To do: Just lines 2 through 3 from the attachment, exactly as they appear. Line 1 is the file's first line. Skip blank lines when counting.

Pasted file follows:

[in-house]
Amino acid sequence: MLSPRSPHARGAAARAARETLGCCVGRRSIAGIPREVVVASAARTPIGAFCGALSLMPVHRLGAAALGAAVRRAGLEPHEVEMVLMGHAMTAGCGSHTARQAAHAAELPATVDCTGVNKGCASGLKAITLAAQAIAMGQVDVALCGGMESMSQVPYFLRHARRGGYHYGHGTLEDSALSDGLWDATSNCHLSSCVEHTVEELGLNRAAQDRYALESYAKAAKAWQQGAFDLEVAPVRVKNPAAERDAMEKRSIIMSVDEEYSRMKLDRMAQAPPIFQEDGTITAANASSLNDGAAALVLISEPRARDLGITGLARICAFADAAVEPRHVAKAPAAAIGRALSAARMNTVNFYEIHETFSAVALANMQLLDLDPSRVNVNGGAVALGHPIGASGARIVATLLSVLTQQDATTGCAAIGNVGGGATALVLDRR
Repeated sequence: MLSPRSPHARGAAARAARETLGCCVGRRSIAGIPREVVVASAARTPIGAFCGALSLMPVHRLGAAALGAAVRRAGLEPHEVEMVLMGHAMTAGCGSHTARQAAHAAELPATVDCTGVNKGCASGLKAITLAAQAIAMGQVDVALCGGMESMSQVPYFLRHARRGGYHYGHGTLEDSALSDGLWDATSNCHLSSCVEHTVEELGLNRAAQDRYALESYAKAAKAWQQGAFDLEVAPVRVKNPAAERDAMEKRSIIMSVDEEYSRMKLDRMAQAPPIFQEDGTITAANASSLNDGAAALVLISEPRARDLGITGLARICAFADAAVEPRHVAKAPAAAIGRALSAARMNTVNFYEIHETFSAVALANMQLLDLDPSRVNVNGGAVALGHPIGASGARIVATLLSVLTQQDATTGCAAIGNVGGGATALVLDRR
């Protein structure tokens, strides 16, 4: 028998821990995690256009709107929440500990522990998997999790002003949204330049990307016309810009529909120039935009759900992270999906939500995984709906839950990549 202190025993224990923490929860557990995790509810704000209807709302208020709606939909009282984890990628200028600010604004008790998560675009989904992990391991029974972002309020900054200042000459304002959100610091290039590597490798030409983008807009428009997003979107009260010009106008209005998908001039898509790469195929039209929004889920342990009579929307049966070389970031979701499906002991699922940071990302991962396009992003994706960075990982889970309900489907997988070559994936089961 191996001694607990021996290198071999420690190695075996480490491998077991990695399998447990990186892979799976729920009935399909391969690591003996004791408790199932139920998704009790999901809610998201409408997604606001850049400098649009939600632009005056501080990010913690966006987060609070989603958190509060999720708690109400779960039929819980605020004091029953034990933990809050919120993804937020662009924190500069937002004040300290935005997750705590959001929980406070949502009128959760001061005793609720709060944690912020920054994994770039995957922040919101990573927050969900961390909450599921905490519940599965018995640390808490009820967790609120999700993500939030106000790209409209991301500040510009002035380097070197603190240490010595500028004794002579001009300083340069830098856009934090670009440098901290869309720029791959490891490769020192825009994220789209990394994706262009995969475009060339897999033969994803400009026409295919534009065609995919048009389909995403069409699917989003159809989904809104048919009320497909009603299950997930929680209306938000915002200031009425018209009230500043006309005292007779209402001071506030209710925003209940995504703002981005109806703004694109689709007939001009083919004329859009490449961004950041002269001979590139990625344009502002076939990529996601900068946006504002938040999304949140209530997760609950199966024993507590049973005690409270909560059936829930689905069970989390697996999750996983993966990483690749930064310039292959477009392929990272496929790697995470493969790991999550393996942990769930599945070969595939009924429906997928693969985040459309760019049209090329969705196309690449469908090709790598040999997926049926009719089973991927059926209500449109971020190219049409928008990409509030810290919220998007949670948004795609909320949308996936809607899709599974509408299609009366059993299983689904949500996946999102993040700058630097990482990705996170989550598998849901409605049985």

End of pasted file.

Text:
Amino acid sequence: MLSPRSPHARGAAARAARETLGCCVGRRSIAGIPREVVVASAARTPIGAFCGALSLMPVHRLGAAALGAAVRRAGLEPHEVEMVLMGHAMTAGCGSHTARQAAHAAELPATVDCTGVNKGCASGLKAITLAAQAIAMGQVDVALCGGMESMSQVPYFLRHARRGGYHYGHGTLEDSALSDGLWDATSNCHLSSCVEHTVEELGLNRAAQDRYALESYAKAAKAWQQGAFDLEVAPVRVKNPAAERDAMEKRSIIMSVDEEYSRMKLDRMAQAPPIFQEDGTITAANASSLNDGAAALVLISEPRARDLGITGLARICAFADAAVEPRHVAKAPAAAIGRALSAARMNTVNFYEIHETFSAVALANMQLLDLDPSRVNVNGGAVALGHPIGASGARIVATLLSVLTQQDATTGCAAIGNVGGGATALVLDRR
Repeated sequence: MLSPRSPHARGAAARAARETLGCCVGRRSIAGIPREVVVASAARTPIGAFCGALSLMPVHRLGAAALGAAVRRAGLEPHEVEMVLMGHAMTAGCGSHTARQAAHAAELPATVDCTGVNKGCASGLKAITLAAQAIAMGQVDVALCGGMESMSQVPYFLRHARRGGYHYGHGTLEDSALSDGLWDATSNCHLSSCVEHTVEELGLNRAAQDRYALESYAKAAKAWQQGAFDLEVAPVRVKNPAAERDAMEKRSIIMSVDEEYSRMKLDRMAQAPPIFQEDGTITAANASSLNDGAAALVLISEPRARDLGITGLARICAFADAAVEPRHVAKAPAAAIGRALSAARMNTVNFYEIHETFSAVALANMQLLDLDPSRVNVNGGAVALGHPIGASGARIVATLLSVLTQQDATTGCAAIGNVGGGATALVLDRR